NC: What can you tell us about working with the actors? Were they involved in writing the script?

MM: The script was developed through the landscape. On the first day we shot, there had been very few pre-rehearsals and it was a spontaneous connection with the place where we were. Some shooting decisions were pre-planned, but we were mainly responding to the location - the script was a guide and the crew played a key role in shaping the final narrative, which I think also contributed to the intimacy and emotional and sensorial aspects. Letting each actor bring their own connection to the text, their own life experiences to the performance, created deep connections which contributed to the themes and issues raised by the narrative. There was spontaneous way of directing the cast, without rehearsals, allowing a flow in which the crew adjusted to each situation. This, I think, shaped a more intimate and embodied way of filmmaking, which I also employ in other cinematic works such as Path to the Stars (2022) and Red Horizon (2018). In relation to the characters formation and development, there is a complex process of individualization that I refer to through my work, from a black feminist and diasporas point of view, hence the slow, contemplative but fragmented cinematic perspective.

Isabel Zuaa is the main character and the center of the film. She is an acclaimed actress, multidisciplinary artist and performer. She is Portuguese, with multiple geographic origins - her mother is Angolan and her father is Guinean. Zuaa is a woman of multiple dimensions, she is a mother, a fundamental creator, representing a multiplicity of roles, from feminine to masculine, from knight to lover. She holds many stories, times and places within herself, and retains the complexity of belonging to different places, while understanding the relationship between memory, the “now” and the time to come. Zuaa was a fundamental inspiration for the making of this film: she not only acts, but also lives through the stories she tells and enacts.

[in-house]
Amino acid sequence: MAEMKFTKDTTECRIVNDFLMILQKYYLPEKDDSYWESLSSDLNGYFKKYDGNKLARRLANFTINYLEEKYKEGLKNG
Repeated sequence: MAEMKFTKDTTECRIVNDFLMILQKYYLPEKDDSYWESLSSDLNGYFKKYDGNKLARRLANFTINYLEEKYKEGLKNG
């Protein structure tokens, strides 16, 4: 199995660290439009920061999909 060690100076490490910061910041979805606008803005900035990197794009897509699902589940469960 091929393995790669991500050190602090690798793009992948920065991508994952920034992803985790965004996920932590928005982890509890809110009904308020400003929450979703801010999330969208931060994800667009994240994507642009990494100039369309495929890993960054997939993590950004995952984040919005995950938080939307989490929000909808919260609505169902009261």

NC: The soundtrack lasts in a hypnotic tone that, during the characters’ wanderings, progressively manifests itself in an intense and increasingly cavernous way until its eventual resolution - what can you tell us about the film’s sound design?

MM: Sound has always played a very important role in my work. I frequently explore the relationship between moving image and sound. This has been an essential element in my practice for building layers when telling stories. I often combine text, sound and movement to create a more ethereal space. The sounds of nature are part of the sound design of this film - the water, the birds, the wind. All sounds contribute to the creation of this idyllic place.

NC: This Island is a fictitious space, built through a collective memory or is it based on a concrete idea of a real space?

MM: In historical terms, while conceptualizing the project, I was researching the black presence in Portugal and read about an Afro-diasporic community that was formed on the bank of the Sado river, in the Alentejo region, where between the end of the 15th century and the beginning of the 16th century, many Africans were sent to work in the salt mines, where they later settled. This forgotten community was pejoratively called “Pretos do Sado” and their village was known as “Ilha dos Negros”. It was a combination of these factors that led me to create this body of work - from my personal experience to the sociological research in which I was immersed at the time. I created an imaginary island - a place where the ghosts of this community and their stories intersect with the geological sense of time, establishing a parallel between human domination over themselves and the predatory extractivism of nature. Hence the idea of the Island as a utopian place where we can escape to, a space that contains recurring symbolisms of rebirth and renewal, where new futures can be designed.